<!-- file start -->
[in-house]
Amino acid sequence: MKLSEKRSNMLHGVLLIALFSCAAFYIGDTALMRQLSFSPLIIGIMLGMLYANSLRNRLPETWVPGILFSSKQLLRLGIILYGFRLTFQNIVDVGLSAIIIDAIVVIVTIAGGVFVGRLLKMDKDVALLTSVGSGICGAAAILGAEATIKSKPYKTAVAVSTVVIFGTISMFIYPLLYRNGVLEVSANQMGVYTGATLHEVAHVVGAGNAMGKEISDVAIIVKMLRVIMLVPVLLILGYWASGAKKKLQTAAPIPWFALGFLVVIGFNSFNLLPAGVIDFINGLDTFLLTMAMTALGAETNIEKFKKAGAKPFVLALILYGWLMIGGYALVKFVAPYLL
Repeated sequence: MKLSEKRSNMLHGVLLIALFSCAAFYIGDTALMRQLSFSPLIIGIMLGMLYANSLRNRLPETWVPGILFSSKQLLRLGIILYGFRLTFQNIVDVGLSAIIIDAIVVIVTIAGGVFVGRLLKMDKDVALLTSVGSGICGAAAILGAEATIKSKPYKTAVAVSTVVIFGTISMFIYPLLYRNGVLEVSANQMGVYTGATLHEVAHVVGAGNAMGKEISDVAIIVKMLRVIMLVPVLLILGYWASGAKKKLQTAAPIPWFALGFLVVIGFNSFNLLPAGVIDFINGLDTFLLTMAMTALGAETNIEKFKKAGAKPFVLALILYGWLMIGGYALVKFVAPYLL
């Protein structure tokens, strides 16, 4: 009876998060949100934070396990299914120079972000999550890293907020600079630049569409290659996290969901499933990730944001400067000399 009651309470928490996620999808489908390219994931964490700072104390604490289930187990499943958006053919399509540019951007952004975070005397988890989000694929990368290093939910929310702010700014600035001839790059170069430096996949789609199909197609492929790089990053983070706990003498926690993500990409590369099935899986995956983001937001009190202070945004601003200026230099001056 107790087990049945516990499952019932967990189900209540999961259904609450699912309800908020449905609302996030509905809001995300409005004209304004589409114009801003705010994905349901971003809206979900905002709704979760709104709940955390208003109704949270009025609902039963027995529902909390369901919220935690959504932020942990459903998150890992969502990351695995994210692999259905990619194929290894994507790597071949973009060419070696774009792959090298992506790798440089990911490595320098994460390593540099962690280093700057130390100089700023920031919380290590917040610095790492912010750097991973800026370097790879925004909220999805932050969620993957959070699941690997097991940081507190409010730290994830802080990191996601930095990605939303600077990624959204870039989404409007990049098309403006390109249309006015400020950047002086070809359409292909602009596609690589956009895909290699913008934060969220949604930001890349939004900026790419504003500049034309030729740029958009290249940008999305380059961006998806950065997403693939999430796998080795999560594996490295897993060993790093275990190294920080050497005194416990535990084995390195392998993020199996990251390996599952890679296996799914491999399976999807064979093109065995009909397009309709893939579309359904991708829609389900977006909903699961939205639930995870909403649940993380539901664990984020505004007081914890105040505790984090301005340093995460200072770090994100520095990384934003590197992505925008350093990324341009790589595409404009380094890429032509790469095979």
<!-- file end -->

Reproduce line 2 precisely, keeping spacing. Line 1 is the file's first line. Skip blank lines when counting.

Amino acid sequence: MKLSEKRSNMLHGVLLIALFSCAAFYIGDTALMRQLSFSPLIIGIMLGMLYANSLRNRLPETWVPGILFSSKQLLRLGIILYGFRLTFQNIVDVGLSAIIIDAIVVIVTIAGGVFVGRLLKMDKDVALLTSVGSGICGAAAILGAEATIKSKPYKTAVAVSTVVIFGTISMFIYPLLYRNGVLEVSANQMGVYTGATLHEVAHVVGAGNAMGKEISDVAIIVKMLRVIMLVPVLLILGYWASGAKKKLQTAAPIPWFALGFLVVIGFNSFNLLPAGVIDFINGLDTFLLTMAMTALGAETNIEKFKKAGAKPFVLALILYGWLMIGGYALVKFVAPYLL